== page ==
Employment specialists provide ongoing assessment and support while the consumer is working. They communicate frequently with other members of the consumer's treatment team.

How much do employment specialists know about mental illness and about my family member or friend?

Employment specialists collaborate closely with the other members of the treatment team for your family member or friend. They exchange information with other team members. Employment specialists receive training and supervision regarding mental illness.

What happens if my family member is not able to work, even with the help of the supported employment program? Will other services still be available?

Consumers are still eligible for other services even when they are not working or stop receiving supported employment services. Whatever other types of services are provided in your community should still be available to your family member. A case manager can help your family member access what services are needed.

How can families or supporters help?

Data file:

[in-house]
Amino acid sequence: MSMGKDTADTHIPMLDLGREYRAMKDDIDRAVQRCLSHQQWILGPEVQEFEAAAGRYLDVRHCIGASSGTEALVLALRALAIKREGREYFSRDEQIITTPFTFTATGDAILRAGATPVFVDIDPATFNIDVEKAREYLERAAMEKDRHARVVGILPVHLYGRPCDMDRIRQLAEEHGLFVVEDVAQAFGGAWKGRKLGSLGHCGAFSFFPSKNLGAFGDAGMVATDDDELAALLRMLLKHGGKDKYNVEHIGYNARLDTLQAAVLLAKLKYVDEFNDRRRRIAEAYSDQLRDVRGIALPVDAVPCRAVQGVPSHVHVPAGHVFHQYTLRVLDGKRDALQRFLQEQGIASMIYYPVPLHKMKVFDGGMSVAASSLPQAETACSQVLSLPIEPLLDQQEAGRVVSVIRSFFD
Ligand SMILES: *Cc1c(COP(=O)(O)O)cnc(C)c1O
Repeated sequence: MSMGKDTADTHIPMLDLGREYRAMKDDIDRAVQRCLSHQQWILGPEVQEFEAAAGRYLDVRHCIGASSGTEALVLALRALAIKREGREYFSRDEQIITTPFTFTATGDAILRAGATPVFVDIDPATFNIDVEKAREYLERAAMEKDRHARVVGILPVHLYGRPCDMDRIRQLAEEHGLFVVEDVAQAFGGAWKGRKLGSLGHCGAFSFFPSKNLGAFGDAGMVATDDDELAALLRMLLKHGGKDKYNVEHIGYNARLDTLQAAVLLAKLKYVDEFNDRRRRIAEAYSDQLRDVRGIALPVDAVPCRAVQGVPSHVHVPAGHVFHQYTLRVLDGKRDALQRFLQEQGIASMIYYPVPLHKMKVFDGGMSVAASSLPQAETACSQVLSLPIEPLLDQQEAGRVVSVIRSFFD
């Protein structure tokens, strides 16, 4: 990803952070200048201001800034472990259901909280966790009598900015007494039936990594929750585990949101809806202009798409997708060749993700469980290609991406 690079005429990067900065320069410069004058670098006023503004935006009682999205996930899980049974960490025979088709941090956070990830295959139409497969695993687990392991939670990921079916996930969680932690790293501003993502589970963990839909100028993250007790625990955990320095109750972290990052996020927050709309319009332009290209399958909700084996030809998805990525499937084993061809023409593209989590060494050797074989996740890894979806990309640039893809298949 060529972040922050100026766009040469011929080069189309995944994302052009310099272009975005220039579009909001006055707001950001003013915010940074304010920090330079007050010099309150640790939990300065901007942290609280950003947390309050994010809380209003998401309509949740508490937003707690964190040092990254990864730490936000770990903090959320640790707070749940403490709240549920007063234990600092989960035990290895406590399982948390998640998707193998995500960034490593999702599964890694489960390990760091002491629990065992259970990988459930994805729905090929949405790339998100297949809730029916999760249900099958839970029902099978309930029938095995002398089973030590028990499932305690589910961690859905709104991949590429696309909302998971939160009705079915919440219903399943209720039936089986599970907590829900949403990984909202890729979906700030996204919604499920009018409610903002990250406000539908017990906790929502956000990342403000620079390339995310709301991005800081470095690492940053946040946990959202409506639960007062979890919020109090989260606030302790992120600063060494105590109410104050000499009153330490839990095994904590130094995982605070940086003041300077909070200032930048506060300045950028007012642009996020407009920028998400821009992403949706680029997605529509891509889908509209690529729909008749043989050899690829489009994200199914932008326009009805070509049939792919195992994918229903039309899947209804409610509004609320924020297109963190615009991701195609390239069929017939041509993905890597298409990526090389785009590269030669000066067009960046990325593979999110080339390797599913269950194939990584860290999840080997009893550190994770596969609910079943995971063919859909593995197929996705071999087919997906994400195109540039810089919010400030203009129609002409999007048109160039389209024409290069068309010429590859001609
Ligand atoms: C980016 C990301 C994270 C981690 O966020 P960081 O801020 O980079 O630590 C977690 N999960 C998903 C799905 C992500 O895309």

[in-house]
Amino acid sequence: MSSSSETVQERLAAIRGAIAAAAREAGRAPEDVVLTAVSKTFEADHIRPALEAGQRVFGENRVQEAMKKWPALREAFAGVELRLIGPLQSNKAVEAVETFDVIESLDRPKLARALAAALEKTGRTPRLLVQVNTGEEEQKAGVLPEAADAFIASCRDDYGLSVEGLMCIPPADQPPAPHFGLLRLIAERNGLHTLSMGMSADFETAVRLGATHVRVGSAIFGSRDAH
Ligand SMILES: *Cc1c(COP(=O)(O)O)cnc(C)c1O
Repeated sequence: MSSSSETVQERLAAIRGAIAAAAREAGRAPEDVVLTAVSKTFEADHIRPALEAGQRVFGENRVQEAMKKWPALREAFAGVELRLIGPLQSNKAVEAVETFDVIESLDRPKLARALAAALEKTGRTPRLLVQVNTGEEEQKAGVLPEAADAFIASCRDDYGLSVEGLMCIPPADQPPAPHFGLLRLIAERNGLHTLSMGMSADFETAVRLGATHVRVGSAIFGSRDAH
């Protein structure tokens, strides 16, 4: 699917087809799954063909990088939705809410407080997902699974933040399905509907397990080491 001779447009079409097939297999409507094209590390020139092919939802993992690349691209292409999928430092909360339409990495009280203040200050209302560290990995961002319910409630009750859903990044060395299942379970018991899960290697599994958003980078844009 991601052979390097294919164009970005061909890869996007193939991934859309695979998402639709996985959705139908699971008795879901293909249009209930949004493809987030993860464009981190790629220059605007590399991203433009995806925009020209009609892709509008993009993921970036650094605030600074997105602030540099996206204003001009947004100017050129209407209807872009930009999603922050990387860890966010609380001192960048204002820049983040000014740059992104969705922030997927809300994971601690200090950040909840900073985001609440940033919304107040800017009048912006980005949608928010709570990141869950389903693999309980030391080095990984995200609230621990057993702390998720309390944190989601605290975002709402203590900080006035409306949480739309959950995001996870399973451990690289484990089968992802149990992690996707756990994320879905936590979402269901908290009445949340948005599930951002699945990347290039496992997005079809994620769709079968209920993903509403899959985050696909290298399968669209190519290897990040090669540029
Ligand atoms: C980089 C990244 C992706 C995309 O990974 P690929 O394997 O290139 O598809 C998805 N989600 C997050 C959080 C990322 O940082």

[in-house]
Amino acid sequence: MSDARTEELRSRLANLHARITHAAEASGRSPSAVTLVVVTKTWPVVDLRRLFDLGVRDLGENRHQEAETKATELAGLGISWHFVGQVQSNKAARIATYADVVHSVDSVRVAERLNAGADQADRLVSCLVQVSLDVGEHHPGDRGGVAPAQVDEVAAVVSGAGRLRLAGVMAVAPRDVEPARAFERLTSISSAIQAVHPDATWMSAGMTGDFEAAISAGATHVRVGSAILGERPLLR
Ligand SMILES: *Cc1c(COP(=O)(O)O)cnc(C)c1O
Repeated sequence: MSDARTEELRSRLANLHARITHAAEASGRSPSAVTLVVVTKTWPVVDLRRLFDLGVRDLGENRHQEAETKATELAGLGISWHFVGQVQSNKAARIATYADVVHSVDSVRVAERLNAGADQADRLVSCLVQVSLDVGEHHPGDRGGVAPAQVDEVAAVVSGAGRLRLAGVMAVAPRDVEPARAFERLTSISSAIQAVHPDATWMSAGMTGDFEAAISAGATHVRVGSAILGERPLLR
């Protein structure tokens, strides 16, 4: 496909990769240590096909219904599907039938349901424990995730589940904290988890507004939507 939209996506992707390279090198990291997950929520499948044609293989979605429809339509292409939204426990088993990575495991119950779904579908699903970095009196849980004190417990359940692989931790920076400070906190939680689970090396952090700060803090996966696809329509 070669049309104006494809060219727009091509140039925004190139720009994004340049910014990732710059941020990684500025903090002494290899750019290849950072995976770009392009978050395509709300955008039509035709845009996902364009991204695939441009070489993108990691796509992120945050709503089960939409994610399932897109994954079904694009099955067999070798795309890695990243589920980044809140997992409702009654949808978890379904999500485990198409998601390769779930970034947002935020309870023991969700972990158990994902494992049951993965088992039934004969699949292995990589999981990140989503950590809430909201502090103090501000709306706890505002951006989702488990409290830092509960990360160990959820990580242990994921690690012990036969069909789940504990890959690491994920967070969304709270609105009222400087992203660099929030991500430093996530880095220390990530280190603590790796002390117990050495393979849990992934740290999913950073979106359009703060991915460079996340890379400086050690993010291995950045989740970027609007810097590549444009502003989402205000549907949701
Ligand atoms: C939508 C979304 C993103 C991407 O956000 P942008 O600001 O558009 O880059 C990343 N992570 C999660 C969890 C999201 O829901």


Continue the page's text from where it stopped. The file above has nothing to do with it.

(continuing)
Providing support to your family member or friend's efforts in searching and finding work can help. You can show your interest by learning about supported employment. The job search process is enhanced when you share the interests and talents of your family member or friend with the employment specialist and the treatment team.

Have other agencies used this vocational approach?

Yes, supported employment is being used, with good results, by numerous agencies across the country.

How do I get my family member involved?

You must contact your local community mental health center.

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New Hampshire Department of Health and Human Services